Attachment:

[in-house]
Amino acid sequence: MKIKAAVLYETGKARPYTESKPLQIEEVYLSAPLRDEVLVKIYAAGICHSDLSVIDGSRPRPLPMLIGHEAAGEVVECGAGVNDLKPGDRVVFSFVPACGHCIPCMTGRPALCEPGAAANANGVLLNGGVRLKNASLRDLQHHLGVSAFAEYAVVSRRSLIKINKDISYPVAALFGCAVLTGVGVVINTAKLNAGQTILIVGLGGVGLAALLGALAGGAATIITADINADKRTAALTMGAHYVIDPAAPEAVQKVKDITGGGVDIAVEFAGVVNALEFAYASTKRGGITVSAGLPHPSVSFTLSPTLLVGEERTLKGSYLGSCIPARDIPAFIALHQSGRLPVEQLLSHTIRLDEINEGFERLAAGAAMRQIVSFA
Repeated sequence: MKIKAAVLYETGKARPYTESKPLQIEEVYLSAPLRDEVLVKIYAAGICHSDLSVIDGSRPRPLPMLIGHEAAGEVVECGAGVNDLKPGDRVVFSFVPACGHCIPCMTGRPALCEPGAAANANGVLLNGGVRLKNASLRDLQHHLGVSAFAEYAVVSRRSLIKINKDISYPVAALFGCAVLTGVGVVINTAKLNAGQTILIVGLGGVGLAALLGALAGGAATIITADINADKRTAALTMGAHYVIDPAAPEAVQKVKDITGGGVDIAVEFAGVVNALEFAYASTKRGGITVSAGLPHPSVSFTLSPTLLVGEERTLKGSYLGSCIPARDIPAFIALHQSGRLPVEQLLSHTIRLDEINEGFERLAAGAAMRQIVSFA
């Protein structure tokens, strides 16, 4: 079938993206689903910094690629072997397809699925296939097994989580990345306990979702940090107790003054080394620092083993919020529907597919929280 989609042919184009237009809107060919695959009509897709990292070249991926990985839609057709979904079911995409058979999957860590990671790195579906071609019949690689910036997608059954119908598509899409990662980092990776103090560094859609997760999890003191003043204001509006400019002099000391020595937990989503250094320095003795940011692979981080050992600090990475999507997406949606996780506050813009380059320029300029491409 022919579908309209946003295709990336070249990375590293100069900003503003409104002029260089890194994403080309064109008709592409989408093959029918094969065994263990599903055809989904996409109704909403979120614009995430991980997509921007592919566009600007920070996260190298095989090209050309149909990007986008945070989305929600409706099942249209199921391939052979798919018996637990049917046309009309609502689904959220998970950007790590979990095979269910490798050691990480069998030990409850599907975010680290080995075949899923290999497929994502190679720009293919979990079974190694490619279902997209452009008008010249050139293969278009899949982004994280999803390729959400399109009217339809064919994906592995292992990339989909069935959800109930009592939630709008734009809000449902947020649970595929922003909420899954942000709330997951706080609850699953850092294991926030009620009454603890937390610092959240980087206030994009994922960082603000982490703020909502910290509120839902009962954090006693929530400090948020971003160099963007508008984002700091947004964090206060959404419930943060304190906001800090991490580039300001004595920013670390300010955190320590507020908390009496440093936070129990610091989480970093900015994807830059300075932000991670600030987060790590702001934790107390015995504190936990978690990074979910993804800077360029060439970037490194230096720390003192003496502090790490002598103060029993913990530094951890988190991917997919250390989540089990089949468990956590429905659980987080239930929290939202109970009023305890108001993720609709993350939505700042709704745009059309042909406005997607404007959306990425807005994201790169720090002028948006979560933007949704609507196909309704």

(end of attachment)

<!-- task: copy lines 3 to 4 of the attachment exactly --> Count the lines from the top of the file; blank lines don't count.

Repeated sequence: MKIKAAVLYETGKARPYTESKPLQIEEVYLSAPLRDEVLVKIYAAGICHSDLSVIDGSRPRPLPMLIGHEAAGEVVECGAGVNDLKPGDRVVFSFVPACGHCIPCMTGRPALCEPGAAANANGVLLNGGVRLKNASLRDLQHHLGVSAFAEYAVVSRRSLIKINKDISYPVAALFGCAVLTGVGVVINTAKLNAGQTILIVGLGGVGLAALLGALAGGAATIITADINADKRTAALTMGAHYVIDPAAPEAVQKVKDITGGGVDIAVEFAGVVNALEFAYASTKRGGITVSAGLPHPSVSFTLSPTLLVGEERTLKGSYLGSCIPARDIPAFIALHQSGRLPVEQLLSHTIRLDEINEGFERLAAGAAMRQIVSFA
């Protein structure tokens, strides 16, 4: 079938993206689903910094690629072997397809699925296939097994989580990345306990979702940090107790003054080394620092083993919020529907597919929280 989609042919184009237009809107060919695959009509897709990292070249991926990985839609057709979904079911995409058979999957860590990671790195579906071609019949690689910036997608059954119908598509899409990662980092990776103090560094859609997760999890003191003043204001509006400019002099000391020595937990989503250094320095003795940011692979981080050992600090990475999507997406949606996780506050813009380059320029300029491409 022919579908309209946003295709990336070249990375590293100069900003503003409104002029260089890194994403080309064109008709592409989408093959029918094969065994263990599903055809989904996409109704909403979120614009995430991980997509921007592919566009600007920070996260190298095989090209050309149909990007986008945070989305929600409706099942249209199921391939052979798919018996637990049917046309009309609502689904959220998970950007790590979990095979269910490798050691990480069998030990409850599907975010680290080995075949899923290999497929994502190679720009293919979990079974190694490619279902997209452009008008010249050139293969278009899949982004994280999803390729959400399109009217339809064919994906592995292992990339989909069935959800109930009592939630709008734009809000449902947020649970595929922003909420899954942000709330997951706080609850699953850092294991926030009620009454603890937390610092959240980087206030994009994922960082603000982490703020909502910290509120839902009962954090006693929530400090948020971003160099963007508008984002700091947004964090206060959404419930943060304190906001800090991490580039300001004595920013670390300010955190320590507020908390009496440093936070129990610091989480970093900015994807830059300075932000991670600030987060790590702001934790107390015995504190936990978690990074979910993804800077360029060439970037490194230096720390003192003496502090790490002598103060029993913990530094951890988190991917997919250390989540089990089949468990956590429905659980987080239930929290939202109970009023305890108001993720609709993350939505700042709704745009059309042909406005997607404007959306990425807005994201790169720090002028948006979560933007949704609507196909309704």